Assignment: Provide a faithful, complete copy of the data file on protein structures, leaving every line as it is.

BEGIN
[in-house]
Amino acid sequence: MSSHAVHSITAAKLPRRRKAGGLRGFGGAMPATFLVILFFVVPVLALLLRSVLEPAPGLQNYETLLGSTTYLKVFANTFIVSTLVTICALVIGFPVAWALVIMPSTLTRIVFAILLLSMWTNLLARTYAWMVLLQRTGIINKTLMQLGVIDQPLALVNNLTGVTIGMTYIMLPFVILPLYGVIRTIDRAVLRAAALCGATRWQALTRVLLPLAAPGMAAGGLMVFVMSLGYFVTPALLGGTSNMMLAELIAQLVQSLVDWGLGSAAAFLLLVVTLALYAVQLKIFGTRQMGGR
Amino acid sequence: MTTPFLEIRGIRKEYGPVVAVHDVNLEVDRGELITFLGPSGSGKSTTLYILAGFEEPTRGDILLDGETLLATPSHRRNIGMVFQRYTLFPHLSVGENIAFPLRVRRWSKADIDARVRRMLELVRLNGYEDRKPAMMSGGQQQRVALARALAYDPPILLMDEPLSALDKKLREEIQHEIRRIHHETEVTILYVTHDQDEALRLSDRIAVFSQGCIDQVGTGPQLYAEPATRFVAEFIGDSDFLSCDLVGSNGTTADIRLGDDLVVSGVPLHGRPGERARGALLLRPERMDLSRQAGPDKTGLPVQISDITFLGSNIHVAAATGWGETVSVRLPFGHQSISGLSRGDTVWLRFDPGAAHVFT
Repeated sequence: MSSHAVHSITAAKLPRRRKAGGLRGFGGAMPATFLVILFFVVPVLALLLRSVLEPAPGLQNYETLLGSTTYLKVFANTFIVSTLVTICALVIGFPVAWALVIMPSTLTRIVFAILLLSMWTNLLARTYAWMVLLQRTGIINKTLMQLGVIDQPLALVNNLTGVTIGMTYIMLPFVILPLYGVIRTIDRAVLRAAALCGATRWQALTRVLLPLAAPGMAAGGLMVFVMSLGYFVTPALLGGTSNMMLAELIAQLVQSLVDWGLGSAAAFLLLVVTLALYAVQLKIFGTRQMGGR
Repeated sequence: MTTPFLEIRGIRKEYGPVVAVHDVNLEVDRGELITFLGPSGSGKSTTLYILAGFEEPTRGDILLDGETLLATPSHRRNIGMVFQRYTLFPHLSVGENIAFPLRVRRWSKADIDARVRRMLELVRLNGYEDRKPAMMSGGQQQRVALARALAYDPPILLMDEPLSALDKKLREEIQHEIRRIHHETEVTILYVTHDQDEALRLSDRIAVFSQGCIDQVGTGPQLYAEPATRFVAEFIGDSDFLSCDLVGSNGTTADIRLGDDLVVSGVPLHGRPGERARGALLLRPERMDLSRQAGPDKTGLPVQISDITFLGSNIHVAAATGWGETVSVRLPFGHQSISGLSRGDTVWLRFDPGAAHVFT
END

[in-house]
Amino acid sequence: MSSHAVHSITAAKLPRRRKAGGLRGFGGAMPATFLVILFFVVPVLALLLRSVLEPAPGLQNYETLLGSTTYLKVFANTFIVSTLVTICALVIGFPVAWALVIMPSTLTRIVFAILLLSMWTNLLARTYAWMVLLQRTGIINKTLMQLGVIDQPLALVNNLTGVTIGMTYIMLPFVILPLYGVIRTIDRAVLRAAALCGATRWQALTRVLLPLAAPGMAAGGLMVFVMSLGYFVTPALLGGTSNMMLAELIAQLVQSLVDWGLGSAAAFLLLVVTLALYAVQLKIFGTRQMGGR
Amino acid sequence: MTTPFLEIRGIRKEYGPVVAVHDVNLEVDRGELITFLGPSGSGKSTTLYILAGFEEPTRGDILLDGETLLATPSHRRNIGMVFQRYTLFPHLSVGENIAFPLRVRRWSKADIDARVRRMLELVRLNGYEDRKPAMMSGGQQQRVALARALAYDPPILLMDEPLSALDKKLREEIQHEIRRIHHETEVTILYVTHDQDEALRLSDRIAVFSQGCIDQVGTGPQLYAEPATRFVAEFIGDSDFLSCDLVGSNGTTADIRLGDDLVVSGVPLHGRPGERARGALLLRPERMDLSRQAGPDKTGLPVQISDITFLGSNIHVAAATGWGETVSVRLPFGHQSISGLSRGDTVWLRFDPGAAHVFT
Repeated sequence: MSSHAVHSITAAKLPRRRKAGGLRGFGGAMPATFLVILFFVVPVLALLLRSVLEPAPGLQNYETLLGSTTYLKVFANTFIVSTLVTICALVIGFPVAWALVIMPSTLTRIVFAILLLSMWTNLLARTYAWMVLLQRTGIINKTLMQLGVIDQPLALVNNLTGVTIGMTYIMLPFVILPLYGVIRTIDRAVLRAAALCGATRWQALTRVLLPLAAPGMAAGGLMVFVMSLGYFVTPALLGGTSNMMLAELIAQLVQSLVDWGLGSAAAFLLLVVTLALYAVQLKIFGTRQMGGR
Repeated sequence: MTTPFLEIRGIRKEYGPVVAVHDVNLEVDRGELITFLGPSGSGKSTTLYILAGFEEPTRGDILLDGETLLATPSHRRNIGMVFQRYTLFPHLSVGENIAFPLRVRRWSKADIDARVRRMLELVRLNGYEDRKPAMMSGGQQQRVALARALAYDPPILLMDEPLSALDKKLREEIQHEIRRIHHETEVTILYVTHDQDEALRLSDRIAVFSQGCIDQVGTGPQLYAEPATRFVAEFIGDSDFLSCDLVGSNGTTADIRLGDDLVVSGVPLHGRPGERARGALLLRPERMDLSRQAGPDKTGLPVQISDITFLGSNIHVAAATGWGETVSVRLPFGHQSISGLSRGDTVWLRFDPGAAHVFT